"We garden with light!" - Anne Wareham
I thought the heavy, wet snow storm of October 28 (an extraordinary storm so early in the season) would have destroyed the garden, at least for the rest of this season, and for the most part it did.
But the clear air and low sun yesterday morning showed the power of light to transform even a scene of ruin into a kind of beauty--light, and the frame of a camera, can create appealing pictures, even of colorful destruction, but a walk through the garden in the morning light was something much more special than I had expected, more than a series of pretty pictures; it was more about atmosphere, context, and illusion.
Certainly no one would call this a "flower garden."
A garden of light, perhaps?
Even this scene of apparent devastation has quite a bit of interest, for me anyway. A kind of botanical archaeology of the garden year. If you click on the image to expand it, you may see what I mean: evocative contrasts of color, shape, and tone, like impasto on a canvas.
This morning encounter set me thinking about the limits many of us put on our use of the word "garden" because what I was experiencing, while certainly appealing to my senses and thought-provoking, wasn't typical of what most people seek in a garden visit. That is changing, I think, as more gardens imitate, or seek to replicate, the processes and "look" of wildness--gardens like the High Line in New York City or any of many gardens in the "New Perennials" style. As these new gardens become more popular, they may be leading to a gradual change in expectations.
The scene before me was of destruction in large measure--flattened plants, mangled grasses lying in heaps and broken spires, circles of green iris foliage looking for all the world like they had been exploded from their centers and laid out flat on the ground, leaning towers of rich leaden brown Joe Pye Weed, limber willows sprung back from their ice-covered flatness with feathery foliage still intact, the giant miscanthus badly battered but still mostly upright. It was a scene of colors and shapes clearly akin to a kind of abstract painting, some elements a result of intentional choice during planting of the garden, others completely random.
Grasses, even torn into such asymmetrical shapes, are one key to gardening with light. But not just any light; backlighting the tangled foliage makes such a damaged garden come to life. Grasses become like myriad and intricately shaped lanterns, catching the light, amplifying and transforming it through some process of inner refraction and building up of color effects into a bit of the ethereal, a hopeful glimpse into potential, the possibility of beauty in ruined things.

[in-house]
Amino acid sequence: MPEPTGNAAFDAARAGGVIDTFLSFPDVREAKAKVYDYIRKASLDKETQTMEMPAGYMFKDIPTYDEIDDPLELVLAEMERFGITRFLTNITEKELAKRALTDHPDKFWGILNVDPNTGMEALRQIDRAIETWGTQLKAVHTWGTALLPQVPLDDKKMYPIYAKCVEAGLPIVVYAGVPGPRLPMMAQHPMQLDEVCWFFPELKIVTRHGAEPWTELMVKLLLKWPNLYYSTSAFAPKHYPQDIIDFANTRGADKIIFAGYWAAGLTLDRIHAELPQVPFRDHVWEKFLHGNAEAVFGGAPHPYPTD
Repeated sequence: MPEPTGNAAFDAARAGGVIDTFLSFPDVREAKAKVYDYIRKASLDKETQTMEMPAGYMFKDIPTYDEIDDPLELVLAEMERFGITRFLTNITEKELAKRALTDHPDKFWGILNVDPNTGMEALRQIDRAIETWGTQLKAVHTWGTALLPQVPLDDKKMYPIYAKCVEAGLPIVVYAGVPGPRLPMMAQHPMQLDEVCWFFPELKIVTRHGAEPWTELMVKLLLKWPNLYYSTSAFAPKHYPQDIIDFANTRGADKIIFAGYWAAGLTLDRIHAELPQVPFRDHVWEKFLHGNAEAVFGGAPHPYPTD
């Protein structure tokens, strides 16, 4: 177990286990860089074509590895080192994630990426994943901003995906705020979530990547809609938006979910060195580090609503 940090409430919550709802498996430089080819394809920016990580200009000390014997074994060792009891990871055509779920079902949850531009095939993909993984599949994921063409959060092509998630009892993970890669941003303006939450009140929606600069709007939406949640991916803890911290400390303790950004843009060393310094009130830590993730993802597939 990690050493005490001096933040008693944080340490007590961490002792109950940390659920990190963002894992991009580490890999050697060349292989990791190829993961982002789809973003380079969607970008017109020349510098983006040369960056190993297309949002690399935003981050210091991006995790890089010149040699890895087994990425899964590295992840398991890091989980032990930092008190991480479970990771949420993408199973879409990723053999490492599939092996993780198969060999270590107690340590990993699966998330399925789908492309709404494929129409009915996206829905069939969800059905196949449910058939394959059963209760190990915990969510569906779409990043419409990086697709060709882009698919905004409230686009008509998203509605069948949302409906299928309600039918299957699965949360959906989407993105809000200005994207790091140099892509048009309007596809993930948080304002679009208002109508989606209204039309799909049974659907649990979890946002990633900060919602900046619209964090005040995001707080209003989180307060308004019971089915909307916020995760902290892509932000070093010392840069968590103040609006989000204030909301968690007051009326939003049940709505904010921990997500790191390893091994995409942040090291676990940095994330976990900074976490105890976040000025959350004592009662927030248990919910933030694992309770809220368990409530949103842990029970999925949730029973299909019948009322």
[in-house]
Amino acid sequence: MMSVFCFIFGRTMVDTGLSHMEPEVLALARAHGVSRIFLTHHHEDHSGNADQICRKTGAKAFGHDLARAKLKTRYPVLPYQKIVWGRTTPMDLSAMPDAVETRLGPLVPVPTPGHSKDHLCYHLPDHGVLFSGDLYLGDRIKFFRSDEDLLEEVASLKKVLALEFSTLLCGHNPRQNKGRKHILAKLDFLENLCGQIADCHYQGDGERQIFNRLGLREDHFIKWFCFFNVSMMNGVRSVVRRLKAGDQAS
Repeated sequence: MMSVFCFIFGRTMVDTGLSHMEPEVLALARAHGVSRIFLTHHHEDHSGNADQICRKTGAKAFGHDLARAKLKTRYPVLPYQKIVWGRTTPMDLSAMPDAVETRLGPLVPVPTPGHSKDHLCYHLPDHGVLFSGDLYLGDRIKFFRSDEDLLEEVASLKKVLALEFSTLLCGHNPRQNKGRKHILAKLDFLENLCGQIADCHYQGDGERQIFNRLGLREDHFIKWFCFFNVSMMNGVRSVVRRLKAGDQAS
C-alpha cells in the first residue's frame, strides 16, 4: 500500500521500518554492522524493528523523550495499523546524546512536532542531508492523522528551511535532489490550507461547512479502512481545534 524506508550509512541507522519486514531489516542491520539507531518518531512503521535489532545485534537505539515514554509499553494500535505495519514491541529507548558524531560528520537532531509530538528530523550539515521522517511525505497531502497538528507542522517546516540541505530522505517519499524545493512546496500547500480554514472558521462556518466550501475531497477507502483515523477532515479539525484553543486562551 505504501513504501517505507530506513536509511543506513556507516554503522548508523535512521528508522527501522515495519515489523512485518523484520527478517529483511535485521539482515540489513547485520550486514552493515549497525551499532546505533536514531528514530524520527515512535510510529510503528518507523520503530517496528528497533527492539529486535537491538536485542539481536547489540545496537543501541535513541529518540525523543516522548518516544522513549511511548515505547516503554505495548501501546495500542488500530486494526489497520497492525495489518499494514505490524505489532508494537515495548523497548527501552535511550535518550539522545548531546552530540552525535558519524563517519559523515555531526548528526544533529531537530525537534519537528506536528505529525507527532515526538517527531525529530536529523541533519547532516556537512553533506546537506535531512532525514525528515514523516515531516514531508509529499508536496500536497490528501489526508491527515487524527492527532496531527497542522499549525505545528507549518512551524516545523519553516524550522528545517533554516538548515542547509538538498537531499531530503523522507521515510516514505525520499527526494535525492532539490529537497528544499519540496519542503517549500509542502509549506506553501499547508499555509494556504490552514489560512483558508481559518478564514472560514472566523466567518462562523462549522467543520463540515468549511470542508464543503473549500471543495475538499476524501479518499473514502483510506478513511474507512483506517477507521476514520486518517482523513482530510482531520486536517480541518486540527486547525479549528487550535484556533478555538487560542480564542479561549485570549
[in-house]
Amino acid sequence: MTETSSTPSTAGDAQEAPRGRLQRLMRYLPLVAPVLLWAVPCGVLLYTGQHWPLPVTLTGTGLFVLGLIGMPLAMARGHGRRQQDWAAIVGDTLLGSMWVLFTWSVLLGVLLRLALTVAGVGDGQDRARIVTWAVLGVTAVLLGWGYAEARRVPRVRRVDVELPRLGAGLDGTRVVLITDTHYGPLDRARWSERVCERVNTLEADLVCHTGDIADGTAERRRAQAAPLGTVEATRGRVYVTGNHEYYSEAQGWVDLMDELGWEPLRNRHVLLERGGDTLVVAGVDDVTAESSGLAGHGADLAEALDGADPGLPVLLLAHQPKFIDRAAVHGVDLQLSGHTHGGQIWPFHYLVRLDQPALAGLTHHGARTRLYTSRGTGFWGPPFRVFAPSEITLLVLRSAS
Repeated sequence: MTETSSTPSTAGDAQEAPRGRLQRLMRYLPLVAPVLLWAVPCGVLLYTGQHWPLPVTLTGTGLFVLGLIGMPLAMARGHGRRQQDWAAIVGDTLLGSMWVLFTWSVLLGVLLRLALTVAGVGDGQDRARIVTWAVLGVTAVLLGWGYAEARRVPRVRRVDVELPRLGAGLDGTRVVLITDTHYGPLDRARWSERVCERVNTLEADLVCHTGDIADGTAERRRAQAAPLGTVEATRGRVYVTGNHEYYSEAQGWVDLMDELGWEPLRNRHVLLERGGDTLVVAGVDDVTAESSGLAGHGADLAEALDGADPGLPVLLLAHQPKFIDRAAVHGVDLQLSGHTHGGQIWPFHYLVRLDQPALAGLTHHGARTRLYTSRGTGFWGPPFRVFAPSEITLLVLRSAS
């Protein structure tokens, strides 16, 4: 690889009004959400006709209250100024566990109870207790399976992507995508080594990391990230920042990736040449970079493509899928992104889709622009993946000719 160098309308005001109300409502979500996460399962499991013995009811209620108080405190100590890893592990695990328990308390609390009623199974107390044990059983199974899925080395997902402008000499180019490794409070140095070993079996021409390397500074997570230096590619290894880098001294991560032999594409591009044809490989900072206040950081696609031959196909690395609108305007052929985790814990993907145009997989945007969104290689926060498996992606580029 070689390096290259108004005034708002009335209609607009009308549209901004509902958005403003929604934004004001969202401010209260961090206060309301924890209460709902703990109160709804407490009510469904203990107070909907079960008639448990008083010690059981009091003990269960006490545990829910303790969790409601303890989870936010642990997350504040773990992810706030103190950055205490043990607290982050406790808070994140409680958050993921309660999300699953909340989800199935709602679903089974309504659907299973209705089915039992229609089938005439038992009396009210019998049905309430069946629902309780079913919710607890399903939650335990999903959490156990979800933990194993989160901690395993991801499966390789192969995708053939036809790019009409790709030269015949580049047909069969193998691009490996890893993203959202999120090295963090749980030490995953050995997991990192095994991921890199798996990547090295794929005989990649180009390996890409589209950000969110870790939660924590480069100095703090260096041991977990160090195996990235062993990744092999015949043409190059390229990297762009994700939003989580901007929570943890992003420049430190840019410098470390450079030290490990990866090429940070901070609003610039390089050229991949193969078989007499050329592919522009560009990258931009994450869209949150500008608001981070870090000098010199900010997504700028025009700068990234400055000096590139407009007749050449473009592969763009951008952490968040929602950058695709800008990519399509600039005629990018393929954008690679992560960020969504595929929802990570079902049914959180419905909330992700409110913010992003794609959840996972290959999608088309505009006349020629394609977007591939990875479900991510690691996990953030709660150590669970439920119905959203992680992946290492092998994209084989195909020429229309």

The opening of the woods as the leaves fall lets the light stream through in picturesque shafts of brilliance. Ironic though it may seem looking at these images, the pleasure of my garden is an old, and obvious, one, going back to the Picturesque tradition of the eighteenth and nineteenth centuries. Consider the effects of light, atmosphere, color, scene in the paintings of the Hudson River School, a vision of landscape, with a powerful dose of nostalgia for the past, that formed one of the most enduring myths of America. Much of my appreciation of the ruined garden is a similar romantic, even sentimental, feeling for "nature," an old and very traditional sense of landscape characteristic of the American experience with the natural world--also my penchant for seeing the garden as a theatrical stage set, though one that takes years to make and that constantly changes. Smoke and mirrors, a human kind of seeming magic.
The spaces in the woods created by the fall of the leaves and the newly penetrating light bring a sense of release after a summer of profuse growth. This seems appropriate to the time of year. In summer, the focus is on the garden; the woods are simply a wall, an enclosure. Now, with the shortening days, the light of the sun streaming through the woods makes me raise my eyes from the low plain of the garden to the bright depths of the surrounding trees, to the wooded world beyond the garden, reawakening awareness of the interconnections of garden and natural world, of human culture with nature, present with past.
The smells were sweet that morning. The fragrances of autumn will soon become the odors of fermentation, rich, earthy, savory, but this day the early processes of slowing growth and decomposition were sweetly reminiscent of freshly mown grass or fresh cut hay.
So this is my goodbye to the garden for another year.